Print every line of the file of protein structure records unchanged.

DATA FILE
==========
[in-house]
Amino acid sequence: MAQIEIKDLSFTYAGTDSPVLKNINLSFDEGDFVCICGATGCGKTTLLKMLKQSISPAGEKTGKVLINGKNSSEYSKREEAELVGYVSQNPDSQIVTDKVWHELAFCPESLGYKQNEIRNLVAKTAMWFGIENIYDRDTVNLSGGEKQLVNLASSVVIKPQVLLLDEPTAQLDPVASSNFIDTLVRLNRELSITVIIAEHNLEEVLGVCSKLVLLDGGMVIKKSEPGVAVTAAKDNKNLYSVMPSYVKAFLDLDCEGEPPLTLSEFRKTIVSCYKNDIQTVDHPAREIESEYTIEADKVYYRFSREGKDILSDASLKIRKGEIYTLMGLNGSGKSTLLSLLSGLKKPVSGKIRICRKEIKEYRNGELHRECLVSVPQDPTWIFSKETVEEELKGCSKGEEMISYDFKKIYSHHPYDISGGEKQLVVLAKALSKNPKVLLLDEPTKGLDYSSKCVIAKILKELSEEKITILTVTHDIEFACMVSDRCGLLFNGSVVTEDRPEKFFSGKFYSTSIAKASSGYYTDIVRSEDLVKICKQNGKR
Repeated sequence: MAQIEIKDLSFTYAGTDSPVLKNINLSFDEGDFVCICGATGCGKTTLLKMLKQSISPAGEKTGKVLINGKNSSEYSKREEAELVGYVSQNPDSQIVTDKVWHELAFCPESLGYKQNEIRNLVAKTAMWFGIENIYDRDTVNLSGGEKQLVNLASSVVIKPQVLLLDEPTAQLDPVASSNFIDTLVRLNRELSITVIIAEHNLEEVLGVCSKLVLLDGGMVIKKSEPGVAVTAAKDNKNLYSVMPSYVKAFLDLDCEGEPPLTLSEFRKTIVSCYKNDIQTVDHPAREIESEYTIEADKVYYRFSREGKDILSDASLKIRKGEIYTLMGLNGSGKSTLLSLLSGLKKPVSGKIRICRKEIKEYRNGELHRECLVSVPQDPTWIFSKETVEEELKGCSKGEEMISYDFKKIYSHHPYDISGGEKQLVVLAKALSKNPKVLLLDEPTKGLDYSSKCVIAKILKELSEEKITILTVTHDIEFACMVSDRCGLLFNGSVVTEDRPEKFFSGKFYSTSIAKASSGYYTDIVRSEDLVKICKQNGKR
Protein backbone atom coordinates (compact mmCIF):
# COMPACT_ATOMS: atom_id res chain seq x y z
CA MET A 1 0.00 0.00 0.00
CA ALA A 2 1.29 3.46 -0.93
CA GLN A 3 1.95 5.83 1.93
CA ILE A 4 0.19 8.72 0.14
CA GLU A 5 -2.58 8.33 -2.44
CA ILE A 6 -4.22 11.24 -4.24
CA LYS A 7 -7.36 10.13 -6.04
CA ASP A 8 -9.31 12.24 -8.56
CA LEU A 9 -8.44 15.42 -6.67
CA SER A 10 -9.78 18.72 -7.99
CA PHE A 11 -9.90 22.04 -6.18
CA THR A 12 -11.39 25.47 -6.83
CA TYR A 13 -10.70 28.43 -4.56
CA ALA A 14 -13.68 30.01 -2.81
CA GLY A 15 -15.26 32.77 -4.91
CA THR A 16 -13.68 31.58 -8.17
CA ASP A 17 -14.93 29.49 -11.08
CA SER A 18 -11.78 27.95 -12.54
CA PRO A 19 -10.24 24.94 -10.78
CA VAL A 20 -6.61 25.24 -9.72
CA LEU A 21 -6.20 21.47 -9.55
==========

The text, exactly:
[in-house]
Amino acid sequence: MAQIEIKDLSFTYAGTDSPVLKNINLSFDEGDFVCICGATGCGKTTLLKMLKQSISPAGEKTGKVLINGKNSSEYSKREEAELVGYVSQNPDSQIVTDKVWHELAFCPESLGYKQNEIRNLVAKTAMWFGIENIYDRDTVNLSGGEKQLVNLASSVVIKPQVLLLDEPTAQLDPVASSNFIDTLVRLNRELSITVIIAEHNLEEVLGVCSKLVLLDGGMVIKKSEPGVAVTAAKDNKNLYSVMPSYVKAFLDLDCEGEPPLTLSEFRKTIVSCYKNDIQTVDHPAREIESEYTIEADKVYYRFSREGKDILSDASLKIRKGEIYTLMGLNGSGKSTLLSLLSGLKKPVSGKIRICRKEIKEYRNGELHRECLVSVPQDPTWIFSKETVEEELKGCSKGEEMISYDFKKIYSHHPYDISGGEKQLVVLAKALSKNPKVLLLDEPTKGLDYSSKCVIAKILKELSEEKITILTVTHDIEFACMVSDRCGLLFNGSVVTEDRPEKFFSGKFYSTSIAKASSGYYTDIVRSEDLVKICKQNGKR
Repeated sequence: MAQIEIKDLSFTYAGTDSPVLKNINLSFDEGDFVCICGATGCGKTTLLKMLKQSISPAGEKTGKVLINGKNSSEYSKREEAELVGYVSQNPDSQIVTDKVWHELAFCPESLGYKQNEIRNLVAKTAMWFGIENIYDRDTVNLSGGEKQLVNLASSVVIKPQVLLLDEPTAQLDPVASSNFIDTLVRLNRELSITVIIAEHNLEEVLGVCSKLVLLDGGMVIKKSEPGVAVTAAKDNKNLYSVMPSYVKAFLDLDCEGEPPLTLSEFRKTIVSCYKNDIQTVDHPAREIESEYTIEADKVYYRFSREGKDILSDASLKIRKGEIYTLMGLNGSGKSTLLSLLSGLKKPVSGKIRICRKEIKEYRNGELHRECLVSVPQDPTWIFSKETVEEELKGCSKGEEMISYDFKKIYSHHPYDISGGEKQLVVLAKALSKNPKVLLLDEPTKGLDYSSKCVIAKILKELSEEKITILTVTHDIEFACMVSDRCGLLFNGSVVTEDRPEKFFSGKFYSTSIAKASSGYYTDIVRSEDLVKICKQNGKR
Protein backbone atom coordinates (compact mmCIF):
# COMPACT_ATOMS: atom_id res chain seq x y z
CA MET A 1 0.00 0.00 0.00
CA ALA A 2 1.29 3.46 -0.93
CA GLN A 3 1.95 5.83 1.93
CA ILE A 4 0.19 8.72 0.14
CA GLU A 5 -2.58 8.33 -2.44
CA ILE A 6 -4.22 11.24 -4.24
CA LYS A 7 -7.36 10.13 -6.04
CA ASP A 8 -9.31 12.24 -8.56
CA LEU A 9 -8.44 15.42 -6.67
CA SER A 10 -9.78 18.72 -7.99
CA PHE A 11 -9.90 22.04 -6.18
CA THR A 12 -11.39 25.47 -6.83
CA TYR A 13 -10.70 28.43 -4.56
CA ALA A 14 -13.68 30.01 -2.81
CA GLY A 15 -15.26 32.77 -4.91
CA THR A 16 -13.68 31.58 -8.17
CA ASP A 17 -14.93 29.49 -11.08
CA SER A 18 -11.78 27.95 -12.54
CA PRO A 19 -10.24 24.94 -10.78
CA VAL A 20 -6.61 25.24 -9.72
CA LEU A 21 -6.20 21.47 -9.55